I've been watching Emilia Sargent act on various Bay area stages for years, and I've always been a) impressed and b) baffled. Impressed because she's such a talented actress and has such a superb soprano voice. Further, she's one of the most physically striking of area performers, with her long red hair and expressive face.
Baffled because I've never seen much logic in her career trajectory — here she is at the Tampa Bay Performing Arts Center singing the lead; there she is at Gorilla Theatre in an exceedingly small part; now she's at American Stage, looking like a star; then she's at Hat Trick Theatre, looking like an afterthought. How does it add up? Why is an artist of this caliber not better known? Why is she in the Bay area at all and not in New York or Los Angeles?
I sat down with Sargent in a classroom at the Patel Conservatory to discuss these and other matters, and I discovered a hard-working woman in her 30s who started out to make a career as an engineer and who only slowly came to realize that acting and singing were more important to her. She's also a family woman with a husband and two daughters, as well as a committed believer who takes God and church seriously. As for New York and L.A., well, don't count them out yet: She's cautiously considering relocating to one or the other and even has a dream of being "bicoastal."
Sargent chose engineering because she's the Texas-born only child of a former military man who worked for NASA as an electrical engineer and who is "the single most influential person on me academically." Her singing career started at age 14 in Fort Walton Beach (her father was by then working at Eglin Air Force Base) when her Nicaraguan mother caught her crooning in her room and decided a voice teacher was appropriate. Voice lessons continued through high school and naturally enough, Sargent performed in high school musicals. Once she became immersed in engineering studies at Auburn University, she felt she wasn't getting much opportunity to sing on stage. So she entered the Miss Auburn University beauty-and-talent pageant. She won, to her surprise, and moved on to the Miss Alabama competition, where she didn't fare as well (but used the scholarships to fund her engineering education).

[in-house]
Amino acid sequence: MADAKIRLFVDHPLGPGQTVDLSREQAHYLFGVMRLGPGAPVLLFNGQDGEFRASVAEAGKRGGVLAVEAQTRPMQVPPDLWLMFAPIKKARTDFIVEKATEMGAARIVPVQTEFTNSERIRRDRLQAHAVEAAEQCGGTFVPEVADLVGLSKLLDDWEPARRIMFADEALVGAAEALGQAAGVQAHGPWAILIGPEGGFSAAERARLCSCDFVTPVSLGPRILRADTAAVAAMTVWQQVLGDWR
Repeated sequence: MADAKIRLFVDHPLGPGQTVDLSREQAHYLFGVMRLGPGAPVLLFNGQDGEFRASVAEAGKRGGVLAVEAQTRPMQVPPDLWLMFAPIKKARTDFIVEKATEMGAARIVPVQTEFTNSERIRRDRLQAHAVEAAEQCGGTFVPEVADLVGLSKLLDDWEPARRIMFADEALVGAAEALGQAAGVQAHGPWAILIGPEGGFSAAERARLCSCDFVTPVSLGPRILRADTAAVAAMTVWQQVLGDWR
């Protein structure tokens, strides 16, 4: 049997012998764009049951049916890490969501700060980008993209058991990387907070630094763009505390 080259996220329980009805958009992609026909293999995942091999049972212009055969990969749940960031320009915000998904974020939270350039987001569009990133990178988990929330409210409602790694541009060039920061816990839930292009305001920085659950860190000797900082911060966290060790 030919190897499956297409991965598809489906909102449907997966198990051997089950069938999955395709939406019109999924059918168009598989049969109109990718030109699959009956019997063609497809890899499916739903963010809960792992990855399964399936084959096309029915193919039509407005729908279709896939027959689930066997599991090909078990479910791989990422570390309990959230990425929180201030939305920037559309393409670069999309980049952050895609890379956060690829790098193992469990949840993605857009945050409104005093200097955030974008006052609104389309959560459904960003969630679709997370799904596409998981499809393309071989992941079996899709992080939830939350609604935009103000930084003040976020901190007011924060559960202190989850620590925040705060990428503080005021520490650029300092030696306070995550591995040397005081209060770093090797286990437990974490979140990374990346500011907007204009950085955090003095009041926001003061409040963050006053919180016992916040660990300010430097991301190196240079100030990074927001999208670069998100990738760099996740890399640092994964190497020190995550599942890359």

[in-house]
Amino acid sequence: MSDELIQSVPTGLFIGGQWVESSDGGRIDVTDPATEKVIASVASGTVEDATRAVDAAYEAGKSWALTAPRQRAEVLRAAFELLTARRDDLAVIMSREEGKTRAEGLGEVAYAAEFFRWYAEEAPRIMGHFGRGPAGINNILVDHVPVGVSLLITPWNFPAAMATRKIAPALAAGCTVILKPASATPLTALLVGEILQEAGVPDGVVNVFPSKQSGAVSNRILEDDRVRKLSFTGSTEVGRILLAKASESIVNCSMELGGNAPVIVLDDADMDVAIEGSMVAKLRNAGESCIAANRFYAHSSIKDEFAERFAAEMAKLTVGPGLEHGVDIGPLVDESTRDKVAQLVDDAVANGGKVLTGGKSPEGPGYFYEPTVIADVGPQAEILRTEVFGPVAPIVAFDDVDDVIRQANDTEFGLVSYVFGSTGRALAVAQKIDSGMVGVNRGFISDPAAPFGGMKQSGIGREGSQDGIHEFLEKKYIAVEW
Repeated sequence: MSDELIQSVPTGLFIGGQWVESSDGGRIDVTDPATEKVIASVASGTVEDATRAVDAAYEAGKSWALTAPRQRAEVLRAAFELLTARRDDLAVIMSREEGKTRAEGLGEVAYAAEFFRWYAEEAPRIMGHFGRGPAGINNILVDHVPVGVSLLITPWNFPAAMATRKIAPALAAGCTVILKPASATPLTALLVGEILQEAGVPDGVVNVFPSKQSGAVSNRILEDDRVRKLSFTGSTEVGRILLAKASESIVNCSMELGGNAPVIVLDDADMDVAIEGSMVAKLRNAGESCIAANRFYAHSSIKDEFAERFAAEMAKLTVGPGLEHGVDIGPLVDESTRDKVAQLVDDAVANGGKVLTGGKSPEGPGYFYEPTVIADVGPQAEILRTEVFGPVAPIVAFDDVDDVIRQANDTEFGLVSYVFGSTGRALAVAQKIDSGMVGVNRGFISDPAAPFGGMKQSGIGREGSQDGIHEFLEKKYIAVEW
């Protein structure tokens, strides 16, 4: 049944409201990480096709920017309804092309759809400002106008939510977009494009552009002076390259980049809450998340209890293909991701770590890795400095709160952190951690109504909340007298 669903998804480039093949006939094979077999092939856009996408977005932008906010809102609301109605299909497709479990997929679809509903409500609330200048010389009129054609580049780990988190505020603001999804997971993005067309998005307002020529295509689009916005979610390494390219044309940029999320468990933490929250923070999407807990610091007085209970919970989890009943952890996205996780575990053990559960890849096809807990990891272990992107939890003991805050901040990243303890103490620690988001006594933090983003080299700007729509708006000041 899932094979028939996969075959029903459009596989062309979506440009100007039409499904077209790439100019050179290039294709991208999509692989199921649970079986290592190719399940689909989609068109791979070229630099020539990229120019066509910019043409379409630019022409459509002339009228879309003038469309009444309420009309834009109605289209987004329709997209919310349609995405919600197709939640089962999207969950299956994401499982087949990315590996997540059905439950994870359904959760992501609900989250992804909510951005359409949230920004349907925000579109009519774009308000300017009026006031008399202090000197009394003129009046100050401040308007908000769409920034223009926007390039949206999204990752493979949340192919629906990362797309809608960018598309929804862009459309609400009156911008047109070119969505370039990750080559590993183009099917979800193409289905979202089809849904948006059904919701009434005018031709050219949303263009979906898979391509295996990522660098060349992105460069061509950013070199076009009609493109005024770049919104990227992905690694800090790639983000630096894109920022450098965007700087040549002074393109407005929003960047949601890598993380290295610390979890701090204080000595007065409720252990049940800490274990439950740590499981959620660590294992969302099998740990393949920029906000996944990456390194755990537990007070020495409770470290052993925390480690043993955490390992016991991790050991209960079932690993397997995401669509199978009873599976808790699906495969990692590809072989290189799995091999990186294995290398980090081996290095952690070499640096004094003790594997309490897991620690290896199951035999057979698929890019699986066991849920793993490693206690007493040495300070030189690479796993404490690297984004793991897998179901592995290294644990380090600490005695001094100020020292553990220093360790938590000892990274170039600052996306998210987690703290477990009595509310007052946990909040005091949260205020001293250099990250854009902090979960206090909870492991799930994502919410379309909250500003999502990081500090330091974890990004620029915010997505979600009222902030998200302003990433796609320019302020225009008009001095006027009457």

She graduated from Auburn in 1991 and almost immediately went to work for Allen-Bradley, the oldest automation company in the U.S. Though based in the Tampa office, her job was to "go anywhere, fix anything, whether I've seen it before or not." One assignment was to program a machine to put Oreo Cookies in boxes; another was to upgrade the programming of the King Kong monster at Universal Studios. After three years of well-paid but exhausting 80-hours-a-week work for Allen-Bradley, Sargent "decided that's enough," left her position and almost immediately found a niche as a consultant.
Working part-time "made it possible for me to begin performing," Sargent said. Feeling the "need to get my feet wet again," she took on some musicals at community theaters like the Masque of Temple Terrace, then auditioned for and won her first professional job at Stageworks — a small part in Wendy Wasserstein's The Heidi Chronicles. (She also met her husband-to-be Jeff at Stageworks' acting classes). Sargent next acted in Webb's City: The Musical, followed it up with several shows at American Stage, played the Shepherdess in the rock musical The Song of Songs — "a chance to ... use the gifts that I feel are God-given, for God's glory." She then took a two-year break from performing in order to help her children — "one swimmer and one ballet dancer" — navigate through the demands of the elementary school years.
Back on stage, she was Vivien Leigh in Orson's Shadow at Gorilla Theatre, several characters in Jane Eyre, also at Gorilla, and a very funny busybody in The Underpants at Hat Trick Theatre. When I talked to her, she had just started rehearsal for a major role in David Mamet's Boston Marriage at Jobsite.
So will these next few years see the flowering of Emilia Sargent, or will she continue her eclectic ways on large and small stages? She has lots of projects: a two-woman cabaret that premiered at the Patel, a one-woman show where she can demonstrate her vocal talents, a CD of show tunes. But New York and/or Hollywood beckon — and last summer, in NYC, she auditioned for a Broadway show. "But it comes down to, I'm raising a family," Sargent says. "And Jeff's our sole support right now ... I'm working in and out of the industry. His job is here. If he were to be able to secure a position [in N.Y. or L.A.], I'd feel comfortable with moving. If we could move tomorrow, I would do it."
And so it continues — the uneven arc of one of the area's brightest performers. Where she'll be, say, three years from now, is anyone's guess.
But watch out for her, she's special. And her best times, I'm convinced, are ahead.